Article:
Most of you have already seen for yourselves that customers are willing to comment about experiences with your brand, especially online. This is a relatively new phenomenon that has changed the tools of marketing.
Until recently, the emphasis of franchise consumer marketing had been on messaging to customers: positioning, announcing, teaching, persuading, and calling for action. Marketers spent hours polishing the right messages. The implicit role of marketing communications was: you talk, they listen. If marketers are good communicators, customers will buy.
But that paradigm is broken.
The old "read-only" model of marketing communications is being replaced with the "read-write" model. When today's web-connected customers dialogue with you, or when they comment about your brand to others, they transcribe their own comments. The spread of smartphones makes it easier than ever for customers to share their feedback and observations through the web.
This shift to read-write creates a new opportunity and a new problem: How do you make sense of this unprecedented deluge of customer comments?
Written customer comments can be a rich source of information about an experience with a brand, but many customer comments on Twitter hardly qualify as "rich" data. There's not much to learn from "On my way to Starbucks" or "Just dropped the kids off at Primrose School." Other than helping us count the number of brand mentions on social media, these comments provide little actionable insight.
However, it is possible to determine the sentiment -- positive or negative -- from customer comments. For individual comments, it's easy. For example, "The people here are so friendly" or "The mechanic was rude" are clear examples of differing sentiment. For large volumes of comments, leading franchisors are using social media monitoring to track the number of positive versus negative brand mentions in social media, and using this ratio as an additional metric in measuring brand health.
For fast-growing franchisor Capriotti's Sandwich Shop, the best opportunity to solicit insightful feedback directly from the voice of the customer is through a well-designed customer questionnaire. Capriotti's was founded in Wilmington, Del. Their first innovation was simple and powerful: Capriotti's roasted whole turkeys overnight to make their sandwiches.
Ashley Morris and Jason Smylie were college students when they fell in love with the concept and found themselves saying, "This is the greatest sandwich I've ever tasted!" Today, Morris is CEO and Smylie is EVP and CMO, and Capriotti's has grown to 71 restaurants.
Their latest innovation at Capriotti's is applying text analytics to mine customer comments. They analyze this very brand-specific customer intelligence to gain new consumer insights to win and keep more customers. "Monitoring text-based customer comments has helped Capriotti's solidify our philosophy of not discounting our delicious, high-quality sandwiches," says Morris.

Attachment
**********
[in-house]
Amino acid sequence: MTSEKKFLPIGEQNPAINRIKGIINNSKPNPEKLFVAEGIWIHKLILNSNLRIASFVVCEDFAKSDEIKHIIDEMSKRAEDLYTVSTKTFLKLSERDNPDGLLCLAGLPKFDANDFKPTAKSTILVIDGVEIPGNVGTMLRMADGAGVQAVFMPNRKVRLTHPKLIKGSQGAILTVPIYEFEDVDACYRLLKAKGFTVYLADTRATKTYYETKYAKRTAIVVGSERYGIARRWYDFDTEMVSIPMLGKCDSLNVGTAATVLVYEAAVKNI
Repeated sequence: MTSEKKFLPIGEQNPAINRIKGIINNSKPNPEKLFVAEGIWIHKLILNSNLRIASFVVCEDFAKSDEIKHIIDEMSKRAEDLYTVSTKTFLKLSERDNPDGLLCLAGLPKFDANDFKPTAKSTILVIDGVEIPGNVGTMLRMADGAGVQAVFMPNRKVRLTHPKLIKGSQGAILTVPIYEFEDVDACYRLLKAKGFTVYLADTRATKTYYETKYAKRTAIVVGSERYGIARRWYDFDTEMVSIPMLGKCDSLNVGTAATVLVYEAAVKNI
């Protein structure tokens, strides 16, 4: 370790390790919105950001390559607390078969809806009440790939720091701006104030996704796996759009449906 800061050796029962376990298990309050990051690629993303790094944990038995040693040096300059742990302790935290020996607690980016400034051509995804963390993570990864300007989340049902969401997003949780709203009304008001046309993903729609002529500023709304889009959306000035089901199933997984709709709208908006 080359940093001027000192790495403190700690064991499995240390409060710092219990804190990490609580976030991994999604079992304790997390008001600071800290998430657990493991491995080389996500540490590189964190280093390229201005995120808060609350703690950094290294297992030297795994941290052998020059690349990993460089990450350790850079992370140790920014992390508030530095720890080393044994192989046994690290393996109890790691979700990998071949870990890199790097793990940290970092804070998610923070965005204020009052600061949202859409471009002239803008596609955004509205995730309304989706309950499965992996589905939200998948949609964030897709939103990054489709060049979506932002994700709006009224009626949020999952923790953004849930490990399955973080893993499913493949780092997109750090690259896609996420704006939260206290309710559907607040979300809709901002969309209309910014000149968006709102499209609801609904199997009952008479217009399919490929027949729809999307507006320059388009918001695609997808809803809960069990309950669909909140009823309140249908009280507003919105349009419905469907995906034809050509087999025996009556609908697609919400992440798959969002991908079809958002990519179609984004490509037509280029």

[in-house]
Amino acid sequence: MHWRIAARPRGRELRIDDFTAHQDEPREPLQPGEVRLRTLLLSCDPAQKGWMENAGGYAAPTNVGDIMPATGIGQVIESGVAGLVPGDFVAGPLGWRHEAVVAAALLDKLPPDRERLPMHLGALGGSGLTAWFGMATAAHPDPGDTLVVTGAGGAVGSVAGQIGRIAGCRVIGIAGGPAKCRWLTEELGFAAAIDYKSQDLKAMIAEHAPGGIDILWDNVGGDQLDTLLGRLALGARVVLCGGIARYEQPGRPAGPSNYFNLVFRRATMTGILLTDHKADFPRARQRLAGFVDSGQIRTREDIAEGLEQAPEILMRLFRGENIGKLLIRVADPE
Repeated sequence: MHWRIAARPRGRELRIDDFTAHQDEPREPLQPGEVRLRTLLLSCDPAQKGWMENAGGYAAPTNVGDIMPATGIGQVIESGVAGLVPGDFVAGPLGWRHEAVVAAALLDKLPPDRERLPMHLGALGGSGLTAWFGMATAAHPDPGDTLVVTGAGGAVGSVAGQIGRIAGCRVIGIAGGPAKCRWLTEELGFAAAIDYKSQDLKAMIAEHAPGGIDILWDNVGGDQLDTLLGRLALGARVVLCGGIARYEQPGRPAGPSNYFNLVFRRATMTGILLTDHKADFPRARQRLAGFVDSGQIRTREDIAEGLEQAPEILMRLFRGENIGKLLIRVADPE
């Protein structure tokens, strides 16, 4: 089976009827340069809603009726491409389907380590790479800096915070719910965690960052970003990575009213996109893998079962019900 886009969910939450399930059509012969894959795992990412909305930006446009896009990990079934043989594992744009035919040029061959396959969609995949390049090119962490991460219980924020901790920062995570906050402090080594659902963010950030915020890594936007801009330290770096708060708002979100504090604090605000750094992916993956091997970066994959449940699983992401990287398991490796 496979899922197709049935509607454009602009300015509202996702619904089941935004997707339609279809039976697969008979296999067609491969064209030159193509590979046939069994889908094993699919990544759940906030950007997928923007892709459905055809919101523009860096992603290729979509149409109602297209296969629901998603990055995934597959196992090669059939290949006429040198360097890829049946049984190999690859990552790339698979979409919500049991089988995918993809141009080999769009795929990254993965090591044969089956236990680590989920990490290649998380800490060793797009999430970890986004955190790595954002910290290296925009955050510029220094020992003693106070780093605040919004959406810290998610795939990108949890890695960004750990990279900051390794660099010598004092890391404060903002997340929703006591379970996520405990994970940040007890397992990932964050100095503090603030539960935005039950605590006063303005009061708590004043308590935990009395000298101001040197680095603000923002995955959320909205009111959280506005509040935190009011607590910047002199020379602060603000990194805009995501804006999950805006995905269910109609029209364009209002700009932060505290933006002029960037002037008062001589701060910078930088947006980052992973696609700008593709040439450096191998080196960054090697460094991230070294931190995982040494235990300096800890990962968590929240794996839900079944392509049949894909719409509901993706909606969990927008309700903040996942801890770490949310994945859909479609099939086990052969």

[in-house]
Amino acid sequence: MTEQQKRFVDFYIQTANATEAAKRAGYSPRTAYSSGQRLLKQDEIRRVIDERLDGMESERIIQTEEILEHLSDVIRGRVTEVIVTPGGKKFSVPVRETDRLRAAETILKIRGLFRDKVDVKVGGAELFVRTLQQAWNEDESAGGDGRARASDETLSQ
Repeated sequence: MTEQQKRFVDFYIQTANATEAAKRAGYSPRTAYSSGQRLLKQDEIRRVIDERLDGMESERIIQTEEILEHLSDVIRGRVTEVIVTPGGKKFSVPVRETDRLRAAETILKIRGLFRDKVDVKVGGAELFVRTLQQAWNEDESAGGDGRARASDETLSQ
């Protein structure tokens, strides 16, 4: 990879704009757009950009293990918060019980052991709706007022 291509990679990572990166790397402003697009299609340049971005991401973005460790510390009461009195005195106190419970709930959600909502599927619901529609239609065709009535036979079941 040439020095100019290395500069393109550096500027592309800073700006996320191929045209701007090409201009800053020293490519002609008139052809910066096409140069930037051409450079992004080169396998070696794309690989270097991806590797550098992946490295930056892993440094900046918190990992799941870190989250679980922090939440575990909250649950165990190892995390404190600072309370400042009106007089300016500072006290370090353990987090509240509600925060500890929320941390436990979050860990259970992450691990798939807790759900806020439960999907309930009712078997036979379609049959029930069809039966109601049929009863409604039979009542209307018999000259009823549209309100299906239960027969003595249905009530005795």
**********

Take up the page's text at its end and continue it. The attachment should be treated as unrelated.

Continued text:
Text analytics has helped guide Capriotti's marketing platform, too. "In a tough economy it can be so tempting for a marketer to erode a brand by discounting to desperately attract customers," says Smylie. "Analyzing price-related customer comments along with overall satisfaction trends has helped us determine that our customers are still willing to spend an extra buck or two for a sandwich that is going to taste better than they can get elsewhere."
Text analysis can improve your organization's competitiveness by focusing on three areas: 1) receiving real-time alerts when certain events occur, 2) trending of customer perceptions in categories that matter most, and 3) gaining new insights to improve performance.
First, text analytics allows you to create real-time alerts based on your customers' comments that are directed to people throughout your organization. Text analytics solutions can identify a number of factors -- including potential legal issues, new product mentions, and other customer themes -- and these insights can be immediately sent to the appropriate person. This allows you to close the loop with customers and be proactive in providing service recovery.
With the right industry-specific word libraries and settings, you can identify trends in customer comments and track the sentiment of customer comments over time. You'll quickly know which of your efforts to continue and which aren't working. Franchisors use these findings to better understand emerging trends in the marketplace and improvement opportunities. Text analytics can help you proactively identify customer experience strengths and opportunities -- at an actionable level -- without having to add questions to the survey.
In the case of Capriotti's, franchise business managers have been using text analytics data to provide feedback to franchisees. The location-specific data allows the franchisees to understand what their customers are saying about the customer experience in each restaurant.
More franchise firms are aggregating and analyzing customer comments using text analytics, but it's not often done well. Gaining consumer insights with text analytics is still an emerging discipline. The challenge is to get customers to provide more useful information and be more specific.
If you are looking for ways to enrich the insights customer comments provide and generate more actionable data with every question you ask, request a copy of SMG's white paper, Want Better Insights from Text Analytics? Start by Eliciting Better Comments. In this white paper, SMG's research team shares three secrets to improving customer feedback gained though verbatim comments. Email me at firstname.lastname@example.org to receive the white paper.
SMG Vice President Jack Mackey helps franchisors and franchisees improve customer loyalty and drive growth. Contact him at 816-448-4556 or email@example.com.
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